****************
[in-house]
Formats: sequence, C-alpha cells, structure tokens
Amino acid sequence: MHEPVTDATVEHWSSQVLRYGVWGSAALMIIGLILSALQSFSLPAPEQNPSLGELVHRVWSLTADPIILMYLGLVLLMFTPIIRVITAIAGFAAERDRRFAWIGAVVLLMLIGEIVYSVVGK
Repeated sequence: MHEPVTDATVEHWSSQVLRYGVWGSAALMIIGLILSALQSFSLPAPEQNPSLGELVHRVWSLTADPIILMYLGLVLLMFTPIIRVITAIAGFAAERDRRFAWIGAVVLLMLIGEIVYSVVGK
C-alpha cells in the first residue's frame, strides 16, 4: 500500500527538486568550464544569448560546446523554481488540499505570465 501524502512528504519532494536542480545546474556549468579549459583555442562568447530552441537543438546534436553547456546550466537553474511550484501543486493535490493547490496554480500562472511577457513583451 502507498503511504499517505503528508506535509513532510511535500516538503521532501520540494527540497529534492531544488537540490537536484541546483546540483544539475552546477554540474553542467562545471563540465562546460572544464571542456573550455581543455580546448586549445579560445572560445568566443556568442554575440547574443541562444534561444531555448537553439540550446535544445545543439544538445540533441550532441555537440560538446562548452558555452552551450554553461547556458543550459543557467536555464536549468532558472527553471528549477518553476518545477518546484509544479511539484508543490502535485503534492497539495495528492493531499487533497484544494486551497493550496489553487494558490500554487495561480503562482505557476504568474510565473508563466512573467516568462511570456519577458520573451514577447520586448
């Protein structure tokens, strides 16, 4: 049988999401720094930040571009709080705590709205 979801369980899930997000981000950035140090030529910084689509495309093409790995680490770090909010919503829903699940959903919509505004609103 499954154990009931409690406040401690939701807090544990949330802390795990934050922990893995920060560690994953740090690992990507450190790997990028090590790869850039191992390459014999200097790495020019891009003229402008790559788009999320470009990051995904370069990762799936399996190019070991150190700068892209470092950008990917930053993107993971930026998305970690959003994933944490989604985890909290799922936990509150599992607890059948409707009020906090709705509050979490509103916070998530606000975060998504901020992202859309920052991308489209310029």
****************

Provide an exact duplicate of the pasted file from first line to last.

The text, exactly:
[in-house]
Formats: sequence, C-alpha cells, structure tokens
Amino acid sequence: MHEPVTDATVEHWSSQVLRYGVWGSAALMIIGLILSALQSFSLPAPEQNPSLGELVHRVWSLTADPIILMYLGLVLLMFTPIIRVITAIAGFAAERDRRFAWIGAVVLLMLIGEIVYSVVGK
Repeated sequence: MHEPVTDATVEHWSSQVLRYGVWGSAALMIIGLILSALQSFSLPAPEQNPSLGELVHRVWSLTADPIILMYLGLVLLMFTPIIRVITAIAGFAAERDRRFAWIGAVVLLMLIGEIVYSVVGK
C-alpha cells in the first residue's frame, strides 16, 4: 500500500527538486568550464544569448560546446523554481488540499505570465 501524502512528504519532494536542480545546474556549468579549459583555442562568447530552441537543438546534436553547456546550466537553474511550484501543486493535490493547490496554480500562472511577457513583451 502507498503511504499517505503528508506535509513532510511535500516538503521532501520540494527540497529534492531544488537540490537536484541546483546540483544539475552546477554540474553542467562545471563540465562546460572544464571542456573550455581543455580546448586549445579560445572560445568566443556568442554575440547574443541562444534561444531555448537553439540550446535544445545543439544538445540533441550532441555537440560538446562548452558555452552551450554553461547556458543550459543557467536555464536549468532558472527553471528549477518553476518545477518546484509544479511539484508543490502535485503534492497539495495528492493531499487533497484544494486551497493550496489553487494558490500554487495561480503562482505557476504568474510565473508563466512573467516568462511570456519577458520573451514577447520586448
């Protein structure tokens, strides 16, 4: 049988999401720094930040571009709080705590709205 979801369980899930997000981000950035140090030529910084689509495309093409790995680490770090909010919503829903699940959903919509505004609103 499954154990009931409690406040401690939701807090544990949330802390795990934050922990893995920060560690994953740090690992990507450190790997990028090590790869850039191992390459014999200097790495020019891009003229402008790559788009999320470009990051995904370069990762799936399996190019070991150190700068892209470092950008990917930053993107993971930026998305970690959003994933944490989604985890909290799922936990509150599992607890059948409707009020906090709705509050979490509103916070998530606000975060998504901020992202859309920052991308489209310029």